Tuesday, June 23, 2009

Super Size ME....

Warning, this is labeled as a RANT for a reason....


Hulu.com has Super Size Me as a documentary you can watch. I have always had an idea in my head, no I make a vow in print: McDonald's (and other fast food restaurants) will not run my life, or my family's life!

I do on occasion "hit" a fast food joint once a month. In the documentary Morgan Spurlock vomits after 2-3 days of eating McDonald's 3 times/day! Fast food may taste great within the first few minutes of eating it; but this turns into a sugar high, a "McBrick" in the stomach, and calories & fat added to the body which in turn causes added stress on the body.

It maddens me about school lunches! I know that I had ice cream and M&Ms for lunch in high school and I know I did not get the nutrition I needed! Why is it that our Public Schools (GOVERNMENT FUNDED) are getting the shaft when it comes to healthy food! I think everyone needs to take a look at Appleton WI alternative school!!! The "at risk" kids are getting the best food, maybe they aren't the "at risk" kids anymore when it comes to their BRAIN food!!!

Good, healthy food equals smaller waist lines and "happier" hearts! Not to mention all the other health benefits from your arteries, liver, kidneys, pancreas, skin, and the rest of the body! Super Size Me also mentions the lack of exercise the average American lacks per day! I think that is different post....

It floors me how Morgan Spurlock's liver heads to failure after eating McDonald's for a whole month!!! His doctors urge him to stop this diet because he is killing his liver, let alone all the other stresses on his body!

Am I vegan? No.
Do I "hit" a fast food joint once a month or so, yes.
Do I try to avoid fast food at all costs, yes!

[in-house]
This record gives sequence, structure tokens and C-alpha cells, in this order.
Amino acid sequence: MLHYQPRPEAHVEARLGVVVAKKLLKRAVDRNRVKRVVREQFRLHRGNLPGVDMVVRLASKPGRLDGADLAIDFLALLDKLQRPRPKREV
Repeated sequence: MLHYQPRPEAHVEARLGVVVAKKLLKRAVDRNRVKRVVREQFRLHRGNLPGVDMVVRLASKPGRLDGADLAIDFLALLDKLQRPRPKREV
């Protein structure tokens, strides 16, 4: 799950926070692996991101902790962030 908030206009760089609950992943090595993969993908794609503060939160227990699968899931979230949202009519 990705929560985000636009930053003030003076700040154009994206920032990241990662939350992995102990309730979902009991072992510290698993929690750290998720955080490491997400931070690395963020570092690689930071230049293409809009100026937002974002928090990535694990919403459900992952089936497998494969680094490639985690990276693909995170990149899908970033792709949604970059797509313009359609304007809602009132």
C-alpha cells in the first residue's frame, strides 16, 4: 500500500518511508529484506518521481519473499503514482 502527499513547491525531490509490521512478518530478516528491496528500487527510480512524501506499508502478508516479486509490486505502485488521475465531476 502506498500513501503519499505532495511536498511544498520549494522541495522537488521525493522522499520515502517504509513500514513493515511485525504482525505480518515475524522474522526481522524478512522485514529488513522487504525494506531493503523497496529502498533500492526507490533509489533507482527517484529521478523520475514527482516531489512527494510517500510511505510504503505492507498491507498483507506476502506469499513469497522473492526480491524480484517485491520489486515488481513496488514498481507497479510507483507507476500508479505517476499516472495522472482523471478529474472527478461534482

Do we (Matt & I) make a point to eat 3-5 fruits/veggies per day; yes!
Do we exercise an average of 3-7 days/week; yes!

Making just one lifestyle change starts one on a path to health!

Again, I labeled this a rant for a reason.

This is something I have to tell myself when my body reacts to the addictive smell of good healthy potatoes being molested in hot oil to be turned into a Frankenstein version of itself....Sometimes I control my addiction and sometimes I eat the fries and get a "McBrick" feeling in my gut and tell myself "I am never doing that again!"

6 comments:

Brandi said...

Wanna know something that will make your blood boil more...school's are allowed to count ketchup as a vegetable on their menu's so they don't have to serve as many veggies...

yeah...I know...BULLS*%T

Rebekah said...

They also count French Fries as a veggie!!! And the kids believe them!!!

White Hot Magik said...

School food is not good food necessarily. Ours isn't as bad as it was in some other districts my husband has worked in but it isn't what it could be either. However I see a fair number of parents send their kids with worse junk food even stopping to get fast food for them.

Right now my kids don't eat fries by the grace of God and I hope it stays that way. Luckily we are too poor to indulge in fast food any longer and quite frankly we don't even want it anymore. Before kids we ate it far too much and our waistlines show it.

Joe Skillen said...

Spurlock feeds (pun intended) on the super emotionalism of the discussion. The reason that he was so sick was because it was such a shock to his diet... that is evident.

School lunches are a tough thing. I can't imagine the cost of providing food for students 5 times a week. However the schools do provide activity opportunities during school, which from my memory, not all students decided to take advantage of when they probably should have.